|INSTRUMENT MUSEUM||12/23/97||Page 8 of 11|
|Imagine sax lines, symphonic voices, pedal steel, endless drums and more â€¦ performed flawlessly in real time. This is the promise of Harvey Starr’s Ztar and Zbass instruments – keyboard-like MIDI controllers built like guitars. Very space-age appearance, and a simple premise â€¦
As most guitarists know, driving a MIDI synth from a vibrating guitar string is far from perfect. Even on the best devices, the ‘time’ doesn’t feel as right as when you’re playing the actual string sound, due to delays while the circuitry analyzes the string’s vibration.
Starr Labs’s instruments solve this problem by returning to the source. Keyboards work fine for MIDI because each ‘key’ is a contact point making contact at exactly the moment your fingers press it. No appreciable delays, and more important, no variation in delay.
You can’t exactly stick piano keys on a fretboard, so the Ztar fretboard has small specially-designed elongated keys, shaped like the string segment between two frets. So you can use the fretboard you know, but you’re playing a keyboard!
How do you play two-handed? Simple. If you watch a Stick or Warr player, you’ll see that usually the bass hand (left hand) is near to the tuners, and the melody hand is on the other set of strings, usually up above the twelfth fret. The reason why two sets of strings are necessary on a Stick or Warr is so that one set can be low and the other can be high; and also because if you tried playing on one set of strings, the hand higher up the fretboard would make some of the strings unavailable to the bass hand.
On the Ztar, however, you just program a ‘fret split’ – let’s say you decide that all notes below the tenth fret will be in the bass range, and all notes (on any string) above the tenth fret will be in the melody range. Now you just put your bass hand on the low frets and your melody hand on the high frets and start a-tappin!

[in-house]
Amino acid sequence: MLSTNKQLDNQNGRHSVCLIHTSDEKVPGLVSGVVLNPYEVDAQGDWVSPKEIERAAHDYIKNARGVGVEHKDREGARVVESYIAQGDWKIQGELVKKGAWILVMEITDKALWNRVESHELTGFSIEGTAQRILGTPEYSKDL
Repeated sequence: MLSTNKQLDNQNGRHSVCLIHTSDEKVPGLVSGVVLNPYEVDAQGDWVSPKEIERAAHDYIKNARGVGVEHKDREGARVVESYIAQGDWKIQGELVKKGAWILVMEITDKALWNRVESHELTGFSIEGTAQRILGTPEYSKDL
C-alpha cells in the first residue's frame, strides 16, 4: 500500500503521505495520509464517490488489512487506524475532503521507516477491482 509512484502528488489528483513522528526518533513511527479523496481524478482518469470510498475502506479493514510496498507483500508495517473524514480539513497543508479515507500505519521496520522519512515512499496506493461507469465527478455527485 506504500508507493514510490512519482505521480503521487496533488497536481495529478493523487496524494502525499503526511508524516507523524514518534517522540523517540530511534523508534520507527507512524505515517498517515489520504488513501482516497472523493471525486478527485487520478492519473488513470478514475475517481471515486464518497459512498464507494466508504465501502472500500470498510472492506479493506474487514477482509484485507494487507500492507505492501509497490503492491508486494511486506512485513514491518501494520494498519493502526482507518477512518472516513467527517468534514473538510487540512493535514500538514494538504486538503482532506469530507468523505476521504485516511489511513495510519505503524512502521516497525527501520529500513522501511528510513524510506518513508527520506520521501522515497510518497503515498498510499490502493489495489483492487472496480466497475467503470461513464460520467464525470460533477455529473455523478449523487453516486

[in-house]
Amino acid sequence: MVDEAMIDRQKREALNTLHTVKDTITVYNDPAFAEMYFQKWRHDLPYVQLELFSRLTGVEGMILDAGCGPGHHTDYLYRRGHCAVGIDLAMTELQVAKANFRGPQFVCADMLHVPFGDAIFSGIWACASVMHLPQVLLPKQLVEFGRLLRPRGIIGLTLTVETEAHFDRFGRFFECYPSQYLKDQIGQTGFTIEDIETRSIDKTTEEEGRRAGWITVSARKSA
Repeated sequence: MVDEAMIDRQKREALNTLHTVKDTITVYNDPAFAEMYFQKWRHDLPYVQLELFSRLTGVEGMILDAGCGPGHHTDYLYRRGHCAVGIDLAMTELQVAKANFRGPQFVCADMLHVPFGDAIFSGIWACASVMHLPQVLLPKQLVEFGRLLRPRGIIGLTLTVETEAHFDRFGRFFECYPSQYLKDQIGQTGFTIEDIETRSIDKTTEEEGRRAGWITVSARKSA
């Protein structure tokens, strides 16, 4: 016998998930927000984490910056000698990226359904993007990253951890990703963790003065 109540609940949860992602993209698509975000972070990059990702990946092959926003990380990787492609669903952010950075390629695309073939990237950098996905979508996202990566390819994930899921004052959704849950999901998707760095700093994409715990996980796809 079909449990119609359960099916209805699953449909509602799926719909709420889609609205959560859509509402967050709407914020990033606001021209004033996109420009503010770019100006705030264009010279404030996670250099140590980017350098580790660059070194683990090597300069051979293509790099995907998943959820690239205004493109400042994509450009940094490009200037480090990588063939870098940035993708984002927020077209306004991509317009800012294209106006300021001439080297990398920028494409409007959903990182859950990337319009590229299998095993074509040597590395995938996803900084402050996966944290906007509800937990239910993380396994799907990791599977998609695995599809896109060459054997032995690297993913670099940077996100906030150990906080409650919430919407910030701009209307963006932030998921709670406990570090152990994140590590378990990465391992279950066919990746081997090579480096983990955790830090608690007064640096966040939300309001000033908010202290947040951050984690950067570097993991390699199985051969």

Because on a keyboard, you can play more than one note on the same ‘string’! This makes new chord-forms available which cannot be played on any guitar. In fact, some of them cannot be played on any other keyboard!
For those as wishes to strum strings, you can get a short string assembly mounted on the body for triggering by strumming. Otherwise, you just trigger by tapping, like any good touch-stylist.
Midi Guitarist Magazine (Fall 1992): “It’s a dream to be able to play notes and not worry about glitches! Tapping techniques are ideal for the Ztar.” Player Allan Holdsworth says, “The Ztar is â€¦ a new way to look at guitar playing â€¦ an instrument with awesome potential.” And player Stanley Jordan says, “The feel of the Ztar is very expressive. For my style of playing, the features are 99% of all I could ask for. This the most comfortable instrument I’ve ever played for improvising free jazz.”
A wide range of electronic programming, fret-marking schemas, and space-age rock-cafÃ© designs are available. Want to wig right out with something beautiful and different? Be the first on your block!
1717 fifth avenue
san diego, california 92101
fax (619) 233-1231, voice (619) 233-6715
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